Minor, of course, was not just hauled before a grand jury but convicted by an actual trial jury of the charges Cohen dismisses as "unconvincing". But let that pass. The point is that since anyone could be prosecuted but only Democratic donor Minor was, the explanation must lie in political favoritism; on this point Cohen cites Minor's own lawyers, no doubt a very objective source, who "say prosecutors were not interested in going after similar activity by trial lawyers who contributed to Republicans". Which trial lawyers are those? Again, Cohen mentions none.
Much heavy breathing ensues about how the whole thing was a plot to knock off the trial lawyers as a political base for Mississippi Democrats. Indeed, "the case intimidated trial lawyers into stopping their political activity." That must be why the Times reported on Wednesday that the Mississippi Democratic Party is running a successful plaintiff's lawyer for governor, why another successful plaintiff's lawyer has captured the Republican (!) nomination for attorney general against an incumbent who is himself joined at the political hip with trial lawyers, why trial lawyer donations just knocked off an incumbent insurance commissioner who was not sufficiently cooperative with the wishes of Katrina litigators, and so forth. If Minor's downfall occasioned a collapse of the political clout of trial lawyers in Mississippi, someone must have forgotten to tell the trial lawyers about it.
If you think Cohen might be going a bit out on a limb in asserting a scandal based on this evidence, wait till you see the version of the same argument on offer at Harper's, where Columbia law lecturer and Balkinization contributor Scott Horton wholeheartedly endorses a master-key set of conspiracy theories in which villains that include Antonin Scalia and his duck-hunting partners, in concert with many other sinister interests, gleefully manipulate Magnolia State politics from afar. Horton relies heavily on unnamed secret informants, such as "two sources, one of them inside of the Justice Department" who assure him that the conspiracy is even worse than he could imagine, and that trial lawyers nationwide are being maliciously brought up on technicalities in a manner reminiscent of an Eastern European dictatorship.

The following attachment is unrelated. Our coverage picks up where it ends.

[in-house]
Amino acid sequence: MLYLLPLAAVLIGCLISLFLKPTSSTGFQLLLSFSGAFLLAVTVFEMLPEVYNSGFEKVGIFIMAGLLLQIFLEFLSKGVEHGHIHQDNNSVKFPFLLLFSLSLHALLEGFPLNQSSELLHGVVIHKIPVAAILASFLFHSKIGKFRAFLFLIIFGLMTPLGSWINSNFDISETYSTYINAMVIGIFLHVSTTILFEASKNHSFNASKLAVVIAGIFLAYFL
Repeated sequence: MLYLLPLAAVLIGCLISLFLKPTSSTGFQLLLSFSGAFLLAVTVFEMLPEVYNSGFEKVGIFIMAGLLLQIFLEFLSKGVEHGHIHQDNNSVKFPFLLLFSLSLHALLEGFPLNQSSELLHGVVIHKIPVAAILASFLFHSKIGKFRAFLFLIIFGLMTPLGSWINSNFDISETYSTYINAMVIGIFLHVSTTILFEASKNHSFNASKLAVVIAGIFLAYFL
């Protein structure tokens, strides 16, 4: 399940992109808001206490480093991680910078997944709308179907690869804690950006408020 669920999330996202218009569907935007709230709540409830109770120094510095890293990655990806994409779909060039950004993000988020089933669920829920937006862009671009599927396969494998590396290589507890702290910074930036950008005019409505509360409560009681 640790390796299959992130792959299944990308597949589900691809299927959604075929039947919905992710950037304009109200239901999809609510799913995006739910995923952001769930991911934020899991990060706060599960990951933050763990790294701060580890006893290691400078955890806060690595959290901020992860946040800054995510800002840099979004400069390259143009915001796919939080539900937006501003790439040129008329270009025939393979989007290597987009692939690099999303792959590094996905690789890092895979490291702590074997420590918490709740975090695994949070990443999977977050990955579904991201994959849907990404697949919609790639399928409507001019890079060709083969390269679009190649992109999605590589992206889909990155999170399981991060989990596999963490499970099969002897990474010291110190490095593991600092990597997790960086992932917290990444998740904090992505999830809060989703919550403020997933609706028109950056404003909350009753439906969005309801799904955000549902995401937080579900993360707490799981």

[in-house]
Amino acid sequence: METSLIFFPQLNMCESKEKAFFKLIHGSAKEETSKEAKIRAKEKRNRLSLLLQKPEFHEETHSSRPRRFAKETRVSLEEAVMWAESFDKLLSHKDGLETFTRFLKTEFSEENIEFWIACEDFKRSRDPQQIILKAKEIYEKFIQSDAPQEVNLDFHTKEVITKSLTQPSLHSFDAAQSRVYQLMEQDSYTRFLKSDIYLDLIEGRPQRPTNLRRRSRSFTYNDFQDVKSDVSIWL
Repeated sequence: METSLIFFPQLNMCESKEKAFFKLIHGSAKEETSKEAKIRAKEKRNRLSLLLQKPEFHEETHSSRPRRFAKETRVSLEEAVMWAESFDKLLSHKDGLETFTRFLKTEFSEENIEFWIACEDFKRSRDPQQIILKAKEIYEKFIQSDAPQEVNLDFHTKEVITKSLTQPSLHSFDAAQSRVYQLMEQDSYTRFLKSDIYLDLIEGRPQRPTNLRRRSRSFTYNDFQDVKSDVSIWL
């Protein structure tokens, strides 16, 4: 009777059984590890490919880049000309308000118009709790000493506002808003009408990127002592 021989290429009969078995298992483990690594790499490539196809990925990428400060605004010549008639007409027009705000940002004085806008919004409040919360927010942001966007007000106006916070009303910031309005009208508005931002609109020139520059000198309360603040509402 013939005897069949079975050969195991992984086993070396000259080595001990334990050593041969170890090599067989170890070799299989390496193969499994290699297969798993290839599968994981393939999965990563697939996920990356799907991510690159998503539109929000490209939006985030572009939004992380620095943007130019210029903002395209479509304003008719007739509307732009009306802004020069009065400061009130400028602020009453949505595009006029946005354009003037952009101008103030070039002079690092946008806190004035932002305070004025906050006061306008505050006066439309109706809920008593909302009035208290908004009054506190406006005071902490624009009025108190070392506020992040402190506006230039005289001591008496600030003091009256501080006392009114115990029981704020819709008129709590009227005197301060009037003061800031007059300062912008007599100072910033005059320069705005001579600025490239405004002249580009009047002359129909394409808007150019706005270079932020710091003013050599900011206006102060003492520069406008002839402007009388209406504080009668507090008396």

Any account of prosecutorial favoritism in the Minor affair, of course, must begin (and perhaps end) with the success of Richard ("Dickie") Scruggs at dodging charges, despite having taken part in some questionable transactions. Scruggs's defenders would maintain that his role in the transactions was simply less egregious than Minor's. Horton prefers the alternative explanation that Scruggs, who is the brother-in-law of Trent Lott, wields more political clout than Minor. To make the favoritism story fit, Horton presents Scruggs as a figure who "tends to support the Republicans, not the Democrats", which at the least oversimplifies the complicated bipartisan political persona of the self-identified Democrat, "almost exclusively a supporter of Mississippi Democrats" and a key backer of national Democrats as well. And it also seems to miss the point that if national Chamber of Commerce types had been secretly pulling the prosecutorial strings, as Horton repeatedly hints, you'd think they would infinitely have preferred to nail the big-league national player (Scruggs) and let the locally famous one (Minor) get off than the reverse. But why let such complications get in the way of a good story?
Professor Bainbridge has some comments ("We are talking about a New York law school hosting a facilitator, aider, and abettor of terrorists who targeted New York", as does alumnus Mitchell Rubinstein of Adjunct Law Prof, who's "disappointed" in his alma mater's invite:
Students do not need to see to see or hear a convicted criminal speak to learn that what she was wrong. Indeed, you do not even have to go to law school to know that! Stewart's attendance does nothing to further the legal profession or legal scholarship.